Switching on the light – What would happen if autistic people’s need were met from day one?

This year the PDA society’s Action day’s theme on 15 May is ‘Positivity’ so I thought I would write a little piece with this in mind.

PDA (or pathological demand avoidance) is an autism spectrum profile the key elements of which is a high level of anxiety and a need for control. It is becoming better known but it is still not recognised as a diagnoses in many areas of the UK including my own. PDAers need very specific accommodations and approaches in order to thrive. My son is diagnosed as ASD (autism spectrum disorder) but the fits the PDA criteria and was diagnosed with this in mind.

While I understand how much an autistic/PDA person can suffer in a neurotypical world I refuse to see my child as victim or somehow less. I have thought about this a lot. The fact is around 700,000 people in the Uk are autistic that is just over 1 percent, this makes them very much in the minority. Being a minority means you are often at a disadvantage because the world is geared so much to majorities, just ask any disabled person and they will tell you that despite changes in law to give equal rights for things like access, many places are still in inaccessible or only accessible with difficulty or in an inferior way, so they are in many senses disadvantaged.

I can’t help wondering how much of a disability autism would be considered if autistic people were actually the majority and the world was designed to meet their needs and not needs of neurotypicals?

To give an example of my thinking on this I will tell you a story…I remember some years ago I was travelling to Toronto and in the airport lounge I met a fantastic lady and we started chatting. After a few minutes of small talk she asked me if I could show her where the departure gate was as it was difficult for her to work out which gate as she was blind. Well, as it turned out the flight was cancelled so we had to stay in a hotel overnight and myself, my companion and this lady agreed to meet for drinks later.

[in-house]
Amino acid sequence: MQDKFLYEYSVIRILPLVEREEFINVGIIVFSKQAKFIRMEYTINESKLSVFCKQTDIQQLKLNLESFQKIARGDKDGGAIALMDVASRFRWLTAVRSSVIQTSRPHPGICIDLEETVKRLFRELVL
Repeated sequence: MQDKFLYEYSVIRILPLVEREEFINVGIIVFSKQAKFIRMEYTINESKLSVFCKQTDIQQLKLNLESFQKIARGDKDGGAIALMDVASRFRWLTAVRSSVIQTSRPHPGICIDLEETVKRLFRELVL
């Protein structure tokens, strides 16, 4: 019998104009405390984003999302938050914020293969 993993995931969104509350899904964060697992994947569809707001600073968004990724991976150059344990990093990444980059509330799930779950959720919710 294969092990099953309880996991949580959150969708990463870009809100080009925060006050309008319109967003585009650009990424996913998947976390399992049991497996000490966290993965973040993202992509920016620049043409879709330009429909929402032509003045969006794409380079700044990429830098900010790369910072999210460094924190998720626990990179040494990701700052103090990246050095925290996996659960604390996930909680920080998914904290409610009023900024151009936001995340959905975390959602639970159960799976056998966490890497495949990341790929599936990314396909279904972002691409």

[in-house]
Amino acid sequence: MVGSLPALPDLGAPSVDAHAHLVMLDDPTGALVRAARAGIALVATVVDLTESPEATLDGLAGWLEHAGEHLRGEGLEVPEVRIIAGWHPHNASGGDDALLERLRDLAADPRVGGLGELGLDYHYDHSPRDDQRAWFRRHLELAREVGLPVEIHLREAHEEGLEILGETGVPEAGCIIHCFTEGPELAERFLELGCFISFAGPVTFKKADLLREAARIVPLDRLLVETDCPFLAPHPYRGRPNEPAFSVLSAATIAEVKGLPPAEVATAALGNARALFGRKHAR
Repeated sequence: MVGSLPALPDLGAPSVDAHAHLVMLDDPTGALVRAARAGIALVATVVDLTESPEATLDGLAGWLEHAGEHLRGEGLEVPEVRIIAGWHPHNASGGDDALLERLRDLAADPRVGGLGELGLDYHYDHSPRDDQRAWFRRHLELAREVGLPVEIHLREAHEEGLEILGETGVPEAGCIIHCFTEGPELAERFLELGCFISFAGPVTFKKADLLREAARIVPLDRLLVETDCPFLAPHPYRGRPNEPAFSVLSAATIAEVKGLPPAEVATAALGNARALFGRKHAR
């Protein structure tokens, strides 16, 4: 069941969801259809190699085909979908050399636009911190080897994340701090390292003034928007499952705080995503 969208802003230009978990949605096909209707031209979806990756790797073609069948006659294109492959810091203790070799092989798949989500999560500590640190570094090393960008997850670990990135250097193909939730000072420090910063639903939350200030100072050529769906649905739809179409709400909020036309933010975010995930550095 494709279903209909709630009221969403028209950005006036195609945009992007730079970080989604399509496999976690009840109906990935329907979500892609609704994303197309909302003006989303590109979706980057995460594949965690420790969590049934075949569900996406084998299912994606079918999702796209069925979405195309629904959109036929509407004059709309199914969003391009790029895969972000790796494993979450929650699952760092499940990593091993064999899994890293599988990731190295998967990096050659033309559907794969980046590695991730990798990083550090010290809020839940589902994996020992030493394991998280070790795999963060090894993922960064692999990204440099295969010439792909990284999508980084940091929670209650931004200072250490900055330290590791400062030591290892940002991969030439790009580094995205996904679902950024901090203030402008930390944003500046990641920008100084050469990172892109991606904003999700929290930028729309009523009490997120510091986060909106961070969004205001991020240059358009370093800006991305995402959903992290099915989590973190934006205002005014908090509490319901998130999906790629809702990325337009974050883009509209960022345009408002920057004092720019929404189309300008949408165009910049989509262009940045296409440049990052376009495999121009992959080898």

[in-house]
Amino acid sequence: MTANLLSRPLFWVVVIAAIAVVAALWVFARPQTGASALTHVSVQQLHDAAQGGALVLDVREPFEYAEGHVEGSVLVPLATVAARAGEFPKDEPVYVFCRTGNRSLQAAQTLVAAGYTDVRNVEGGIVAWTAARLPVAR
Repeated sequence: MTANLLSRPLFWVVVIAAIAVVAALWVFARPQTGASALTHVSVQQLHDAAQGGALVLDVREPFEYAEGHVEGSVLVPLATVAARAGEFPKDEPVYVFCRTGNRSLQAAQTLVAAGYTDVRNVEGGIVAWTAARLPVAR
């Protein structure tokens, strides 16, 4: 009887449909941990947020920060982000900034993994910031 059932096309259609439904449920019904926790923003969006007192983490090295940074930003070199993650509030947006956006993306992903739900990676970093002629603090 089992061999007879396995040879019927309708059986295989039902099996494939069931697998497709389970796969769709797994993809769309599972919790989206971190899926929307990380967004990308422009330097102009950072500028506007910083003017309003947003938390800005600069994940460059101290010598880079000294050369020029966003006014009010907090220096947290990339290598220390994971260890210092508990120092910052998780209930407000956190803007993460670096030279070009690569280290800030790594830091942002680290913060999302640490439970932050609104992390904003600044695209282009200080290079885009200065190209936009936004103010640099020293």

I said I would pop by her room and walk down to the bar with her around 7pm but I was early. When I knocked on the door she said it was open and as I entered the door closed behind me and I found myself in total darkness. She continued chatting away while I stumbled about looking for the light switch when I eventually found and turned  on. She was revealed standing in the corner pouring boiling water into cups. So there was I stumbling about helpless and meanwhile she was oblivious and calmly making a cup of tea, in that situation I was the one who was disadvantaged. because i could not function efficiently in the dark while she could.

Now Imagine if that metaphorical light was turned on in society for autistic people? If the world was geared in such a way to take advantage of autistic’s strengths? My brother, who is diagnosed with Asperger syndrome,  posted on Facebook the other day about how studies have shown that genius have those same autistic qualities and that it is likely that a high percentage of them are actually autistic. All of our modern technology has an autistic hand in it somewhere. He highlighted the strange paradox that in the world with large elements designed by autistic people it has not been designed for autistic people.